During the first week of August, Albariño is celebrated in the Galicia town of Cambados, Spain. Homage is paid to this amazing white wine by people from all over the world.

Albariño and common food pairing (Credit: Krystal Wen)

Brief history

The Albariño festival was inspired by the challenge between two men, Bernardo Quintanilla and Ernesto Zarate, in 1952, who competed to claim who made the best wine of the year. This celebration also goes by the name Fiesta del Albariño during the week leading up to the first Sunday of August each year. On the last day of the Albario festival, celebrations are held in honor of International Albario Day.

Aromatic grape variety

Albariño is known for its aromatic qualities, with a bouquet dominated by floral notes such as honeysuckle, jasmine and orange blossom, along with citrus and tropical fruit aromas. On the palate, Albariño has a crisp acidity with flavors of lemon, lime, honeydew, apple, peach and almond.

Sense of place

Albariño is primarily grown in the Rías Baixas of Galicia, in northwestern Spain. The soils in Rías Baixas are predominantly granitic, with varying degrees of acidity and minerality. These well-drained, mineral-rich soils contribute to the distinctive character of the wine. Albariño from Rías Baixas is well known for its refreshing acidity and hint of oyster shell character. The unique soil and growing environment provide a unique sense of place, aka “terroir”.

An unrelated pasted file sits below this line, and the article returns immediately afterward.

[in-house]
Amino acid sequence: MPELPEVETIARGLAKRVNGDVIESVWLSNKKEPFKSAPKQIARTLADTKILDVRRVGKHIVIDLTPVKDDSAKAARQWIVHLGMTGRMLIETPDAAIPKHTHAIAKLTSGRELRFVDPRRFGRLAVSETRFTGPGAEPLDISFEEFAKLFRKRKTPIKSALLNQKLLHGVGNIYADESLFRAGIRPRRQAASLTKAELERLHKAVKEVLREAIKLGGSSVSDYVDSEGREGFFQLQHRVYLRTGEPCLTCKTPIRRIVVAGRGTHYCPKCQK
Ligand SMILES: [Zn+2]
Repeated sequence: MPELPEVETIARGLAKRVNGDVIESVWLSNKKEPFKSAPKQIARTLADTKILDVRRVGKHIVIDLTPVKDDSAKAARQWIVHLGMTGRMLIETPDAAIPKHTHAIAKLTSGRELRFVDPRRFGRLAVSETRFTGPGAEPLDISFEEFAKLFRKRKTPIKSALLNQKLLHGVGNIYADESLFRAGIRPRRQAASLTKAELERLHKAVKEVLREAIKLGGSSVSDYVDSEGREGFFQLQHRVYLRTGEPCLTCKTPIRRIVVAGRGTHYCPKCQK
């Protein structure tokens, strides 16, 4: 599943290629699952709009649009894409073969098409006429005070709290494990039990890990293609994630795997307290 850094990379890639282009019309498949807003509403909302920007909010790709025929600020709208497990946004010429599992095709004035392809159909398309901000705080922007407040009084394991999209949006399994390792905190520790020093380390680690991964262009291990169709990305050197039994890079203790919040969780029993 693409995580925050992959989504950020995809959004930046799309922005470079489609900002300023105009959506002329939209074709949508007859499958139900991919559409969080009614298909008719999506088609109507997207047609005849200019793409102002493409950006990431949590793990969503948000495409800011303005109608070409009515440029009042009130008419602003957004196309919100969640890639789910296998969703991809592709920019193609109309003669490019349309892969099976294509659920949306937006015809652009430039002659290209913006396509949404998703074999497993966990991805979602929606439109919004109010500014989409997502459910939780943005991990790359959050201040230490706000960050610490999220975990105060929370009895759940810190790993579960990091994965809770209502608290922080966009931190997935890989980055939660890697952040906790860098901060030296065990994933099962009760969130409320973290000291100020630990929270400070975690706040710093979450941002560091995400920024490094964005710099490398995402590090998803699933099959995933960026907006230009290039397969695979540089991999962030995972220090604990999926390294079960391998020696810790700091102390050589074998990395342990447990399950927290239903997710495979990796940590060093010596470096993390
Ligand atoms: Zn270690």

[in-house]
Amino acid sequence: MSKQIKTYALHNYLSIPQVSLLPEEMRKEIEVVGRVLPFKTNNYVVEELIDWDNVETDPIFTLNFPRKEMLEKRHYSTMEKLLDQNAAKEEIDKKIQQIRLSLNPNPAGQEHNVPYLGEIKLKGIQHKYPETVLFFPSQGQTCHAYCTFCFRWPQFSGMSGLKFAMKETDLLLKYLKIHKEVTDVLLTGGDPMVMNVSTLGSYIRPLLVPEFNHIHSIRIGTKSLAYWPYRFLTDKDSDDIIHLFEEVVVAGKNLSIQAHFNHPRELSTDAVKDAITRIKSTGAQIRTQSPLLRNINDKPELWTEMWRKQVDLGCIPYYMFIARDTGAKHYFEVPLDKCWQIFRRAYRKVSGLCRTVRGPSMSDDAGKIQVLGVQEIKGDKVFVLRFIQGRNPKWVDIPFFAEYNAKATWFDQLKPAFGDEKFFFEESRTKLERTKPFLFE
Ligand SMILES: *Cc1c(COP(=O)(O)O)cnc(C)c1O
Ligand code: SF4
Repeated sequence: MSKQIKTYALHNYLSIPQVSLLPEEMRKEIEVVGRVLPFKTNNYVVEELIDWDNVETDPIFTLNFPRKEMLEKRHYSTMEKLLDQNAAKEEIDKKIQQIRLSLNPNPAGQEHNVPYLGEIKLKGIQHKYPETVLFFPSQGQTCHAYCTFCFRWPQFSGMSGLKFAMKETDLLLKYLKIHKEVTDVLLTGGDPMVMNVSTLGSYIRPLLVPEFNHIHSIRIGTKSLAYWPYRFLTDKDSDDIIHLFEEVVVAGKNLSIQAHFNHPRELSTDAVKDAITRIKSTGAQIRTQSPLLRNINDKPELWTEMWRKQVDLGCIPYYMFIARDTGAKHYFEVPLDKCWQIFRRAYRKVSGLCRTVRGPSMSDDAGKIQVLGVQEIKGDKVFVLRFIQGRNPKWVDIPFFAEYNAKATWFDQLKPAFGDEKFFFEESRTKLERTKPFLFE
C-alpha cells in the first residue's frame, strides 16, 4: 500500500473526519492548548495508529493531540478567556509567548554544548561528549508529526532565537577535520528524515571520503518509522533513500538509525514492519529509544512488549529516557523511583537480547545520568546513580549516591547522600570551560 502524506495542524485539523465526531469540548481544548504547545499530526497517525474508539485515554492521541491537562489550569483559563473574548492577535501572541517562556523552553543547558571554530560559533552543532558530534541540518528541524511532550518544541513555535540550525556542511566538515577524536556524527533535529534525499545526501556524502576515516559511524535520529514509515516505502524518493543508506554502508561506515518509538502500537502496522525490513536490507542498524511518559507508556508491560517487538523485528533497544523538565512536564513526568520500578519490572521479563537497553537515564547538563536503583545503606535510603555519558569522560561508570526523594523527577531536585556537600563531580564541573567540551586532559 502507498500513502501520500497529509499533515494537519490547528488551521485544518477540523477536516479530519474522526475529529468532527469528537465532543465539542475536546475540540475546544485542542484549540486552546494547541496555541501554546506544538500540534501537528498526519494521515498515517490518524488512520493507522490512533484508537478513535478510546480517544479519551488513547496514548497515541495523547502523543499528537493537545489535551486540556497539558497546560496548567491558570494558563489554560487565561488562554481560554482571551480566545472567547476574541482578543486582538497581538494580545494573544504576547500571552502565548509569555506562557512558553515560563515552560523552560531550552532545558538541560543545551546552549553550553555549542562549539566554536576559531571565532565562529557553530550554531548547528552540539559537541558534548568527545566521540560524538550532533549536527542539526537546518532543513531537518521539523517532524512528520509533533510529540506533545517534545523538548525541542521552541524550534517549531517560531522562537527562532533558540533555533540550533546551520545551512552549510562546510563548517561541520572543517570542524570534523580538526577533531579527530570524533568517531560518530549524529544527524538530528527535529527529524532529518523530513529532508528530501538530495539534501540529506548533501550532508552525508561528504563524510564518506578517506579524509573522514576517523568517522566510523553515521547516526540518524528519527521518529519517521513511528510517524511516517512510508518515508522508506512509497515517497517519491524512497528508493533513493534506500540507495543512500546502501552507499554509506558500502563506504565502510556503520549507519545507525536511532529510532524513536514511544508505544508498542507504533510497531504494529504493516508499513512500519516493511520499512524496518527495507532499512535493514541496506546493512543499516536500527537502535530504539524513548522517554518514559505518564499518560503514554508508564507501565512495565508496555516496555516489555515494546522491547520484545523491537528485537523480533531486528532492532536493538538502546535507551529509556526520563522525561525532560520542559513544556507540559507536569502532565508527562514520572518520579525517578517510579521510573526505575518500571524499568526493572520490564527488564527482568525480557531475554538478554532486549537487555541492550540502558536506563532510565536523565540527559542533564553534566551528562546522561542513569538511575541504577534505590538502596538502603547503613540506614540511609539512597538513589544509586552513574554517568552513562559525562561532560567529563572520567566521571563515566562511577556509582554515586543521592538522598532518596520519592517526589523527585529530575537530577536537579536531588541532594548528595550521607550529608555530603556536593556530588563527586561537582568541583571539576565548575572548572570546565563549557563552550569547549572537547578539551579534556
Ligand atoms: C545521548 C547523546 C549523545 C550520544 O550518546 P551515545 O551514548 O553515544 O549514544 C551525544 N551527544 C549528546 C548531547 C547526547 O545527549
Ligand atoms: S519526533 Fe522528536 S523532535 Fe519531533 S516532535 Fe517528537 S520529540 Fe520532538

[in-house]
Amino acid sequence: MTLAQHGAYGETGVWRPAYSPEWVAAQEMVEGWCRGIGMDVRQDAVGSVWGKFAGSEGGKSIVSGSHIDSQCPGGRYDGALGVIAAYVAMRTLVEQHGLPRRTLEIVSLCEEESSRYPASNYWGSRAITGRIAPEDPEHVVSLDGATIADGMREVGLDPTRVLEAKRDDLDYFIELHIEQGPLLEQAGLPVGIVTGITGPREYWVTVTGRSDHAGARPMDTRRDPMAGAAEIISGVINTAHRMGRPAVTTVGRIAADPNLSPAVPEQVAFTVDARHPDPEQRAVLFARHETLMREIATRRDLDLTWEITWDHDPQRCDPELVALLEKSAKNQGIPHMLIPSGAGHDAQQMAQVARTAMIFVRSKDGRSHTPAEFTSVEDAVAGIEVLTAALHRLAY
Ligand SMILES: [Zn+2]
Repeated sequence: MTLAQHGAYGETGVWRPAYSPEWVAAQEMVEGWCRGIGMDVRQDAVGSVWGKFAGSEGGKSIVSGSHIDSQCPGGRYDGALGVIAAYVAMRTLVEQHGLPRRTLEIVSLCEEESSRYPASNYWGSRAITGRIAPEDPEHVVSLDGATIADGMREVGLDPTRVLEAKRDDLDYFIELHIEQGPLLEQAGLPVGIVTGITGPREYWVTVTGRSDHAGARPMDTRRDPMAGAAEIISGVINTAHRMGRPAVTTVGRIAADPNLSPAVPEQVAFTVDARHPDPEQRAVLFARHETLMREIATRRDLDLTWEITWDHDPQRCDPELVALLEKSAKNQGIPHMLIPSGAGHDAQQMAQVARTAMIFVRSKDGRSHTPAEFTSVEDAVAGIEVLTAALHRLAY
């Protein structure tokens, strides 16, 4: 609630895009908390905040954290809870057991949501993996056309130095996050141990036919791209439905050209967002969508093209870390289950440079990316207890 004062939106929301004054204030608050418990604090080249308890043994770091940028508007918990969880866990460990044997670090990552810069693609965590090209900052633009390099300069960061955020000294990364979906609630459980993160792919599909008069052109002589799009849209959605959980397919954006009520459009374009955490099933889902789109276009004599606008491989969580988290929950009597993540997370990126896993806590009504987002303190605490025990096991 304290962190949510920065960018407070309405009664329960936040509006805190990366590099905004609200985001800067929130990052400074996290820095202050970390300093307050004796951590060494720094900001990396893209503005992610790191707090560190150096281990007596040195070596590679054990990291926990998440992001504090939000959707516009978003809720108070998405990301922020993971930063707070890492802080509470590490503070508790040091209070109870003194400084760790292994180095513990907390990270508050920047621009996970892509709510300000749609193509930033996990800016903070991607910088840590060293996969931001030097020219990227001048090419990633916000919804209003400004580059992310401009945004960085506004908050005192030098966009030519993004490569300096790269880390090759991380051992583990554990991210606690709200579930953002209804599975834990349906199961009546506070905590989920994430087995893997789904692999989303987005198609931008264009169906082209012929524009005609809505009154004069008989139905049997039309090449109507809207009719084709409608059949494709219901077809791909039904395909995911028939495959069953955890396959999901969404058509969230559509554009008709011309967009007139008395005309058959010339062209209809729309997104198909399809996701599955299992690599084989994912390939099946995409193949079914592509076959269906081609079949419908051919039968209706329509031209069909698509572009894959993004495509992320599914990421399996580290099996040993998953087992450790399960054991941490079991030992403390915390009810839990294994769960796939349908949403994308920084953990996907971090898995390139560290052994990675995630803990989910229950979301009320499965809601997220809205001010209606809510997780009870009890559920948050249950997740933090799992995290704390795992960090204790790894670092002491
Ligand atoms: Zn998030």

Albariño is also found in the Vinho Verde region of Portugal. The grape is also grown in other parts of Spain, as well as in California and Australia. In Portugal, the grape is known as Alvarinho, and it is usually blended with white varieties such as Arinto, Azal, and Loureiro. In California and Australia, it is usually made as a single-variety wine.

Perfectly paired with seafood

Albariño is a great pairing for seafood dishes, especially those with a spicy kick. For example, its acidity helps to cut through the heat of a spicy shrimp stir-fry, while its light body and mineral notes complement the delicate flavor of the seafood. Another great pairing for Albariño is spicy mussel soup, as the acidity of the wine complements the rich, creamy broth, while its fruit notes add brightness to the dish.

The wine’s crispness also makes it a great choice for sushi, salads, and fried dishes such as tempura. It can also be enjoyed on its own as an aperitif.

Find an Albariño you may like on VinoVoss and let’s celebrate Albariño festival together.

click here to find a Albariño wine you like


by Krystal Wen

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